Steamboat country swing dancers light up the floor |

Steamboat country swing dancers light up the floor

Don Miles, left, spins his partner, Amanda Leftwich, during country dancing Tuesday at Ghost Ranch Saloon. A core group of about 15 dancers gather weekly at various locations.
Nicole Inglis

Lucky Mosher thinks he might have given more than 100 impromptu two-step classes, lessons he gives to any girl or woman who answers “yes” to his almost undeniable requests to dance.

“I can’t dance solo,” he said. “It feels too unnatural. I see people out there dancing solo to rap and hip-hop, and it looks like they’re having a seizure.”

Instead, with a firm grasp and sure feet, he can whirl any woman across the dance floor, uttering the “one, two, one, two” count over the twang of country music.

Mosher, a lifelong Yampa Valley resident, is one of a core group of about 15 Steamboat Springs residents who get together for country swing and line dancing Tuesdays at locations across town.

This Tuesday, the group will be found dancing streaks around Ghost Ranch Saloon to local band Loose Change.

From 8 to 10 p.m. Jan. 4, group organizers Holly and Matt Blanchard will give a quick lesson in the West Coast Swing before an open dancing session at Ghost Ranch.

“Dancing is just a great activity,” said Holly Blanchard, who has been dancing with her husband for 20 years. “It’s great recreation, good exercise, and the country music is a part of our heritage.”

The smiles on each dancer’s face this past Tuesday at Ghost Ranch Saloon gave away the charm of country dancing.

Hardly anyone was drinking alcohol, but many guzzled water between songs. Matt Blanchard ran the DJ booth, and everyone knew everyone else’s names as they traded partners to waltz, cha-cha and swing.

“It’s like when you’re a little

kid and you’re playing so hard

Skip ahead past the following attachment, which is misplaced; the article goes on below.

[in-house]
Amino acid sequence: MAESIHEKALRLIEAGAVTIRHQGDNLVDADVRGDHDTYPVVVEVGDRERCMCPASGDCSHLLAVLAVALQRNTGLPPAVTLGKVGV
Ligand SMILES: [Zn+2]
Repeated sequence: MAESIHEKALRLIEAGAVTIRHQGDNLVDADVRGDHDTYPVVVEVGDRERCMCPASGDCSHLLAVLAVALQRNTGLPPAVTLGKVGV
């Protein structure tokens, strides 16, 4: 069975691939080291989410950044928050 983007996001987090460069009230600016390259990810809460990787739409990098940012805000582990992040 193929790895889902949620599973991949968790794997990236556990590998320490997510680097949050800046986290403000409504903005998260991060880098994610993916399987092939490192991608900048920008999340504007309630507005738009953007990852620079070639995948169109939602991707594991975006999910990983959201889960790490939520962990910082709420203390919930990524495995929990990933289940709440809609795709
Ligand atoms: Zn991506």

that you don’t have to think about anything,” Holly Blan­chard said. “It’s hard-core play.”

And one doesn’t have to be paired up to be welcome on the dance floor.

The group usually consists of about three couples; the rest were singles who came on their own. Farely was anyone without a partner.

Ann Perry, a local interior designer, has been coming to country dancing nights alone for about a year.

“It’s much easier to fit into as a single woman,” Perry said about the country dancing scene. “The men we dance with, they’re gentlemen. They’re all about the dancing.

“There are women a lot of men might not want to dance with. These men will dance with them.”

Steamboat Springs High School senior Hayley Brookshire and Colorado Mountain College freshman Drew O’Donnell started coming to the country dancing nights less than a year ago.

“We’ve met a lot of friends,” Brookshire said. “Everyone’s so accepting.”

The pair started by taking classes at Colorado Mountain College and then started attending Tuesday night sessions and learning from dancers including ballet-trained Don Miles and the Blanchards.

The rest of the country dancers said they taught the pair a few moves and Brookshire and O’Donnell ran with it. They even performed some aerial lifts at the end of the night Tuesday.

“We’re addicted,” Brookshire said.

As each song came to a close at Ghost Ranch Saloon on Tuesday night, there was one particular move that could effectively signal the end of the dance.

A man would ask his partner, “Are you ready for the dip?”

Then, with a hair whip and a smile, the woman would arc toward the floor for the finish.

“I love it,” Perry said. “It’s my favorite night of the week. I’m always smiling when I’m dancing.”

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